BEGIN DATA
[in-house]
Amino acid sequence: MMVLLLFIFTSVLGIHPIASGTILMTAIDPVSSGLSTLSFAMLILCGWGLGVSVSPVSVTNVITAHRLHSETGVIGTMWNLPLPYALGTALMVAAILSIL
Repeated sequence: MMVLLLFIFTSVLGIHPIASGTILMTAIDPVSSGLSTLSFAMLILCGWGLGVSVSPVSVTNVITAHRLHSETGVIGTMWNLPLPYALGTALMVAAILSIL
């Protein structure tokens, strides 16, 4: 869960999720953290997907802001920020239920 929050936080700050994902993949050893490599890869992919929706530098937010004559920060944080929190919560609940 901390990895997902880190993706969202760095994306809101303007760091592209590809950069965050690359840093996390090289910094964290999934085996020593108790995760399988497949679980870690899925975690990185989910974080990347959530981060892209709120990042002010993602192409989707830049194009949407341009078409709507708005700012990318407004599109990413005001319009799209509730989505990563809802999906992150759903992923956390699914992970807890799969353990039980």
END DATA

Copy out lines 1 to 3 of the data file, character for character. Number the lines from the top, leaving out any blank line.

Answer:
[in-house]
Amino acid sequence: MMVLLLFIFTSVLGIHPIASGTILMTAIDPVSSGLSTLSFAMLILCGWGLGVSVSPVSVTNVITAHRLHSETGVIGTMWNLPLPYALGTALMVAAILSIL
Repeated sequence: MMVLLLFIFTSVLGIHPIASGTILMTAIDPVSSGLSTLSFAMLILCGWGLGVSVSPVSVTNVITAHRLHSETGVIGTMWNLPLPYALGTALMVAAILSIL